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Discussion in 'Music to Your Ears' started by peteb, Jul 8, 2019.
New Hampshire likes the E E A H sequence, too.
Not squarely on topic, but a few years back, some guy from Spotify put together the most commonly used keys in the most listened to songs. The four most common - in order - Gmaj, Cmaj, Dmaj, Amaj. The percent of songs for G & C are pretty close. If they were reversed, that would be the first four keys in the circle of fifths. Interesting?
Owner Of A Lonely Heart
Boys Are Back In Town (actually, Ab because they're tuned down a half step)
Almost completely off topic...
I collect 5-string banjo sheet music from the 1850-1930 period. Stuff published in the US during the 1860-1900 period is almost all in A. Back then, the banjo was a transposing instrument. You read it in A but played in C. The Brits thought we were crazy, they published in C and played in C (right thru today). We didn't make that leap until 1907 (mandated by the American Fretted Instrument Guild). The 5-string banjo didn't become a "G" instrument until the 1950s (the 4-string tenor banjo was a C instrument from the beginning...about 1912).
I have a number of Guitar and Banjo duets from the early period. The banjo is always required to retune from A to C as the guitar was harder to re-tune. Same with Banjo and Piano duets (which was the norm until bluegrass came around).
No Matter What by Badfinger
Aimee by Pure by Pue Prairie League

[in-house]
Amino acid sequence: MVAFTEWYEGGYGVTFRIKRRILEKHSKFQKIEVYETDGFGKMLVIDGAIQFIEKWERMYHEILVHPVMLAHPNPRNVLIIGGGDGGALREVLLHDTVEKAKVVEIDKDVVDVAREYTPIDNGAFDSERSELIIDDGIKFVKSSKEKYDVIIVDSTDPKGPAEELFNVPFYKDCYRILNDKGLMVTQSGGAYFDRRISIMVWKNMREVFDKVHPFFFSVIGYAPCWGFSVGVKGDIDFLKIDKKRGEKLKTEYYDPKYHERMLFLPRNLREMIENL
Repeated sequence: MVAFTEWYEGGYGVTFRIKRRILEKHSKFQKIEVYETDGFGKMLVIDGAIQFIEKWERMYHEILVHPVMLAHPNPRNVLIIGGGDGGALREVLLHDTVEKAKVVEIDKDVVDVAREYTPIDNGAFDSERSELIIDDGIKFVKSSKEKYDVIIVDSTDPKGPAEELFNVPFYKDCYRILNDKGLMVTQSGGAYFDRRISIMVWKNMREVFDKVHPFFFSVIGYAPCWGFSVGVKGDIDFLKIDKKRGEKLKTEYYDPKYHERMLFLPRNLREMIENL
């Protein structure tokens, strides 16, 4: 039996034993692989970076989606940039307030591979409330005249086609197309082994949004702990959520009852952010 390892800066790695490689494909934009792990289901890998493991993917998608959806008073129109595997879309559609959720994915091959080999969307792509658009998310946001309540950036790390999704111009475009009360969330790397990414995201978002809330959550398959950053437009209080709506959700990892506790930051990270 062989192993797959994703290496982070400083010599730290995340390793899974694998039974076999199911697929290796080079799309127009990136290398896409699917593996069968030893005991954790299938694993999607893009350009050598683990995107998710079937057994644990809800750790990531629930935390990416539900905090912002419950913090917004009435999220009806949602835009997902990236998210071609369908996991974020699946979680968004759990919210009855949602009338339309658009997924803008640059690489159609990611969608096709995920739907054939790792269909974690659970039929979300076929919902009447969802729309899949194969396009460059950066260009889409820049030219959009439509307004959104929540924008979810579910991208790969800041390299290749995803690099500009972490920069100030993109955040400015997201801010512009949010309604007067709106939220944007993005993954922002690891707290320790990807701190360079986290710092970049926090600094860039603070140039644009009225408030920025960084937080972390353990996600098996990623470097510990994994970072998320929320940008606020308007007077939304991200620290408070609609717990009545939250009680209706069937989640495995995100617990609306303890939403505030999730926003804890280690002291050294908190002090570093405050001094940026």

Stars On The Water by Rodney Crowell
They Call Me The Breeze by Lynnyrd Skynnyrd
I’ll Feel A Whole Lot Better by the Byrds
and if we didnt use the key of A we'd have to transpose it!
I always like to inject the Canadian perspective
The A chord at the beginning of this tune is embedded in our DNA.... while you may hear the chorus at the odd sporting event south of the 49th.
It took me a long time to figure out how people always knew I was from Canada when I was traveling out of country. Then a few years ago I spent a week in Maryville TN at a bluegrass camp and I became the catalyst for a drinking game. Every time the Canuck said "eh" everybody had to drink .... that's when I realized how everyone figures it out eh.
Guitars Cadillacs, I recently was wondering about this song so looked it up. It is A E repeat so it is in A, I V. It could also be E, I IV. I picked A because it starts with A.
I d say Eb ! I ll show myself out.
The open A on the fifth string is really the best sounding note in rock music. So start there. Then there is the ease with which you can make all the chord variations - all the various sus forms are right there, and the Keef notes. And my fave - reaching over with your pinky to get the “Pete Townshend” high notes at the fifth fret.
Rockabilly, Honky Tonk country, Chiken' Pickin'
Workin’ Man Blues and You May Be Right are another couple.
I've also heard that they say "Eh" in BC whenever zed's abed.
Some tunes in Am and Am7 that are enjoyable to play on guitar.
Ain't talking bout love (Van Halen - disregard Eb tuning)
Ghost riders in the sky (Outlaws cover)
Babe I'm gonna leave you (Led Zeppelin)
Pretzel Logic (Steely Dan)
Still Got the Blues (Gary Moore)
I've Got A Feeling - Beatles
Hammer To Fall - Queen
Rock n' Roll Toilet - Soft Boys
Pretty Vacant - Sex Pistols
It's in "A". Here's a quick trick to get a key that's about 95% accurate. Usually the last note of the melody is the key of the song. There are a few exceptions.
Also, if you list the notes of the melody, whatever Major scale you can make from that list is usually the key.That's not as accurate as the first trick, but it can come in handy. Obviously with minor keys, if it resolves to a minor, just refer to the relative major. Relative minor= 6th note of the Major scale (C=A-)
How to make a guitarist stop playing...
Read every note flat except B and F, and a largely slow and uncluttered melody at a ballad tempo ... not that hard, man.
Excellent! Good to see a guitarist who knows guitars can play flats as well as sharps.
Capo comes in handy on that one.